Regarding the costs of marketing new content in this environment: I think the decisive difference to the old paradigm is that one has an advantage in addressing extreme niches. It's easier to find and address very specific customers. Addressing the mainstream becomes more and more difficult and inefficient. Due to the fact that you can operate on an extremely small scale, niches also become profitable. Thus, the costs of marketing niche content drops but costs to market mainstream content rise.
I believe that this is the very much appreciated countermovement to Adorno's "manufacturing of popular culture" and instead of his proposed "loss of individuality" we now have the chance to outlive individuality like never before. That sounds a bit dramatic :)
I have a question related to your paper "An Economic Theory of Avant-Garde and Popular Art."
You hypothesize that capital intensity and reproducibility of artwork help explain the extent to which various art forms tend to be high or low brow. Movies, with high capital costs and high reproducibility, have much to gain from maximizing audience, so they tend to be low brow. Painters on the other hand, have low capital costs and their work isn't exactly reproducible, leading them to focus on a more narrow audience of critics who share their artistic taste.
I wonder how this line of thinking might help to explain the recent trend in television toward work that is more critically praised. Many have said that we have recently been living through a "Golden Age" [http://www.grantland.com/story/_/id/9933512/the-sopranos-walking-dead-en... of television. Even if one still thinks that most TV is bad, it seems hard to deny that we now enjoy more high brow television than ever.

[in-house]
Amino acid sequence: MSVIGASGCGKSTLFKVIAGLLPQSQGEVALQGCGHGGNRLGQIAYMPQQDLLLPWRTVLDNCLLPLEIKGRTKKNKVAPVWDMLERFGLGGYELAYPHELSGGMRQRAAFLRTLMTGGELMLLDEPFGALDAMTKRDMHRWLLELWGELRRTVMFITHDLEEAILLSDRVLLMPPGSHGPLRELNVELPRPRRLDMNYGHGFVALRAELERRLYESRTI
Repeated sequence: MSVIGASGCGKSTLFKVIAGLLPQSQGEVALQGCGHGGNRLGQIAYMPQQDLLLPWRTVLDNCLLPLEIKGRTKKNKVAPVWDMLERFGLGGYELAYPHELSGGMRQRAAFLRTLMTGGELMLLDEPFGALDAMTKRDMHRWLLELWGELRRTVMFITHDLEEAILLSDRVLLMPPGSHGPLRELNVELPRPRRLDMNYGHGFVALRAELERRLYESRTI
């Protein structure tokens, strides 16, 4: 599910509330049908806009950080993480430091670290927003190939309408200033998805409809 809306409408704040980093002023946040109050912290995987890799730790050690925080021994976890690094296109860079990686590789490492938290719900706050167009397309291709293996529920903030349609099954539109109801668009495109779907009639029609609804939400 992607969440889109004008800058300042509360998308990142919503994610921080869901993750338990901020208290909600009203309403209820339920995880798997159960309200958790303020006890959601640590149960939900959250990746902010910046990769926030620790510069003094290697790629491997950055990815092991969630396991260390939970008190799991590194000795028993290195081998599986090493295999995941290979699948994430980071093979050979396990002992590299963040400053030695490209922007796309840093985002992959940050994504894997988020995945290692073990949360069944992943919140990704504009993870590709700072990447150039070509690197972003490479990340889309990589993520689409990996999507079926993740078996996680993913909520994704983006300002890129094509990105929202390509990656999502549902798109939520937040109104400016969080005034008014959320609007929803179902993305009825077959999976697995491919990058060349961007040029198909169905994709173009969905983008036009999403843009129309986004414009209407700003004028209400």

How might your thinking explain this change?
Good analysis and question. I agree TV has become more high brown and I think our theory explains this. Notice that the number of channels has increased dramatically over the past four decades from about 3 to say 300 or more. That's another way of saying fixed costs have fallen. Each channel today receives a smaller share of the audience and to get that niche audience they have to appeal to people with particular tastes including some people with high brow tastes!
Another related factor is that TV used to rely primarily on advertising so you really wanted as many eyeballs as possible and that also pushed producers to middle of the road tastes. But a lot more TV today relies on subscription, i.e. HBO. Showtime, Max etc and on the subscription model you can do ok with fewer eyeballs if people are willing to pay directly and that also increases the willingness to cater to particular tastes, including high brow tastes. Notice that HBO has led with high brow programming, although others have followed.
Greetings from New York City! At the end of one of the videos (in reference to Ronald Coase), you mentioned a course titled "How to Think Like an Economist." Is this a video course on MRUniversity? Just wondering where I can watch it, as I don't see it listed on this site. Thanks!
- Economic Freedom